The total communication metric focuses on the illustration of all collected communication data (e.g., mailing list entries) from the OSS project developers in certain period and displayed in certain intervals (e.g., weekly, monthly, or yearly). This metric is useful to understand the relationship between the amounts of communication entries within certain period of time following certain time interval. The result shows that the size of developers influence the number of communication entries. Bigger size of developers means more communication entries for some periods. The user coupling metric is based on the relationships between the stakeholders of OSS project. It can illustrate the centrality of the users related with their role in the project. More central position of the users means more important their role in the project, e.g., become the project manager or the core developer. The bug history metric compares the amount of bug tracking activities to the communication effort within a certain period of time. It reveals a possible correlation between Bugzilla artifacts and the amount of mailing list entries generated by the development team.

The application of social network analysis (SNA) [14] to determine the status of OSS project is also proposed by Kaltenecker [4]. In his research [4], SNA can show some centralities of OSS developers that related with the risk of the project.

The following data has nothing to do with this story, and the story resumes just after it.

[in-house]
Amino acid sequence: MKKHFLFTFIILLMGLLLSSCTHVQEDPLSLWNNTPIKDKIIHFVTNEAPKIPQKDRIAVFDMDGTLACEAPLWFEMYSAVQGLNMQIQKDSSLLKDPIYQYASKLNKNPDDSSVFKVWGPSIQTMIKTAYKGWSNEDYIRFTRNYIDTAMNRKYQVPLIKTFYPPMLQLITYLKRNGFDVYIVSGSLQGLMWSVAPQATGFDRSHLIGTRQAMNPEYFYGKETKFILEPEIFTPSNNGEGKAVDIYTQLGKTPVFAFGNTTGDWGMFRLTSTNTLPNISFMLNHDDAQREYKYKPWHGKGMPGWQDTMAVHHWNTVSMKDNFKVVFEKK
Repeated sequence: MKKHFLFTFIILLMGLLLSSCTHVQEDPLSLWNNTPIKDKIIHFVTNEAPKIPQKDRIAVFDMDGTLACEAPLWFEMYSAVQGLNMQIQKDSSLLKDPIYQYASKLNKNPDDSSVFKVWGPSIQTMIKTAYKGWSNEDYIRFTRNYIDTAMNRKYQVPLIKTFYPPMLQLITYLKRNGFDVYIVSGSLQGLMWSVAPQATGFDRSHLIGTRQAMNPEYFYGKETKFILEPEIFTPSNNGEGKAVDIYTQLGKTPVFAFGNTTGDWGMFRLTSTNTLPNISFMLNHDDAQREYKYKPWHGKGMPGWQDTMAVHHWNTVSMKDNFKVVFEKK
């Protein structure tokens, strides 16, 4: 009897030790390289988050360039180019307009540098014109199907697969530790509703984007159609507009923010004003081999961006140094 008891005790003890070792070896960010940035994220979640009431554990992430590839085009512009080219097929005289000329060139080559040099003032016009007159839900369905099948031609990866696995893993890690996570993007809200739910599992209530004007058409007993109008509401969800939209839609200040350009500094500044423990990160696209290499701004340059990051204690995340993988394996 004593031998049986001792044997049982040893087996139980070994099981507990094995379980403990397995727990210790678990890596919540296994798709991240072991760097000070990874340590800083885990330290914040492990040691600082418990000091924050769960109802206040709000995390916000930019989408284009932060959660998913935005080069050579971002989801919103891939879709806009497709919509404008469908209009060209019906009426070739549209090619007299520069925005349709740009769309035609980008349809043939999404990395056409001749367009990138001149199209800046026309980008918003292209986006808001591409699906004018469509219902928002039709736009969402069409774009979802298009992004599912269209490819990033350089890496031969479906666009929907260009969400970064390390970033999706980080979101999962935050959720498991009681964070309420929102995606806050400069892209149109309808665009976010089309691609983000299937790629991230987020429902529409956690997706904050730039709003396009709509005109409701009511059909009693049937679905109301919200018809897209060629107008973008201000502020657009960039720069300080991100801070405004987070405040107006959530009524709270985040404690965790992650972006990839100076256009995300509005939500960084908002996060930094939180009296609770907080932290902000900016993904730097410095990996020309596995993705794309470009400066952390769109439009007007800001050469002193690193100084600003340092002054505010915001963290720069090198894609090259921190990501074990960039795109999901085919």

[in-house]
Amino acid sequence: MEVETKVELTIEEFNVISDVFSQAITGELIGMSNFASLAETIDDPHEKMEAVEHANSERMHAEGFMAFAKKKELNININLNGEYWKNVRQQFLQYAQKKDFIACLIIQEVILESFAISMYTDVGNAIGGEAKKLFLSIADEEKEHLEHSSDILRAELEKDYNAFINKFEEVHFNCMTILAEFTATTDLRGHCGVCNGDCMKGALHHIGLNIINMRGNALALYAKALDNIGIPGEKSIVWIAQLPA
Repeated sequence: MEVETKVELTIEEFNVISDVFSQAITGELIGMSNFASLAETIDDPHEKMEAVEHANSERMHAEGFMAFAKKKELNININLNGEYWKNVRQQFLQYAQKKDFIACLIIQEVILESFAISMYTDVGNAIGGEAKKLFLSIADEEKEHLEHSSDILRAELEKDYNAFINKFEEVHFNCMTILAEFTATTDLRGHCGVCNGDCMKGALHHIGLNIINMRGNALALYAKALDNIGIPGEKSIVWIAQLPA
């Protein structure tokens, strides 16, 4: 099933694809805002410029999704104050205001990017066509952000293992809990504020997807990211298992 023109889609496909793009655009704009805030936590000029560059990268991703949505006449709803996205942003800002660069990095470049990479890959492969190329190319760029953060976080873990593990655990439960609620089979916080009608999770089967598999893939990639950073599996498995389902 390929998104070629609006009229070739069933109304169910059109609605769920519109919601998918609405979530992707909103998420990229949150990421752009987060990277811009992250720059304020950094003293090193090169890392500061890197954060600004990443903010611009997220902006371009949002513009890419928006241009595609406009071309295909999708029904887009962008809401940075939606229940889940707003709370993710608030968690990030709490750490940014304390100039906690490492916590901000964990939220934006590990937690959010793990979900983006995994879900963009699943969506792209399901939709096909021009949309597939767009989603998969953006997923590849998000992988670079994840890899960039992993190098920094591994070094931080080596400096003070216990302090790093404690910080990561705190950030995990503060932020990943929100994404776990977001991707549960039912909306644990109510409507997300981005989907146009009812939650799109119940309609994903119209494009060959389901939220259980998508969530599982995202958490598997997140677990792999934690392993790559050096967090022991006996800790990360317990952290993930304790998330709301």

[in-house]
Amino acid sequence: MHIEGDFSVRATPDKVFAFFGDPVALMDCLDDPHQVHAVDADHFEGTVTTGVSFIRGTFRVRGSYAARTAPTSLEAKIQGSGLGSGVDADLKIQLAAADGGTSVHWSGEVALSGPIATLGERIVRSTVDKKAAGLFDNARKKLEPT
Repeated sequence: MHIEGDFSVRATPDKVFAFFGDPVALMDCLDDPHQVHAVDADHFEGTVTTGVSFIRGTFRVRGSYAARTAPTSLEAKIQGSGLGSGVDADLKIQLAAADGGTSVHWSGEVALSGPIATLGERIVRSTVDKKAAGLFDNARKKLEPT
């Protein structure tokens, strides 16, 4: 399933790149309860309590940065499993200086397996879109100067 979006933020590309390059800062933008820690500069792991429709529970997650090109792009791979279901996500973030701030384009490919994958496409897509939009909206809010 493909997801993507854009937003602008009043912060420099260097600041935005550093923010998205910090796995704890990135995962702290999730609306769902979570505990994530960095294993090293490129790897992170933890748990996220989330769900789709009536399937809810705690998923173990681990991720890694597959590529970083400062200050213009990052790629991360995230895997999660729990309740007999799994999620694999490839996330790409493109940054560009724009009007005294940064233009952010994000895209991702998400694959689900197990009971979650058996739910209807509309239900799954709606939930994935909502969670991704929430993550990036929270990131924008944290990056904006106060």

3.

RESEARCH OBJECTIVES, QUESTIONS

AND HYPOTHESES

In this section, we discuss the objectives of the research, some questions that we will answer by proposing some hypotheses to test. We follow the GQM (Goal, Question Metric) method [15, 16] to do this research.

3.1

Research Objectives

The objectives of our research in observability of software engineering processes in complex systems are as follows.

RO-1: Definition of observability factors of software engineering. We define the observability factors of software engineering processes. What kind of factors from software engineering processes that can be derived to determine the quality of the systems.

RO-2: Assessing the observability factors of the software engineering processes. By using those factors defined in the first objective, we assess the observability factors of the software engineering processes to show that this approach can improve the quality of the systems.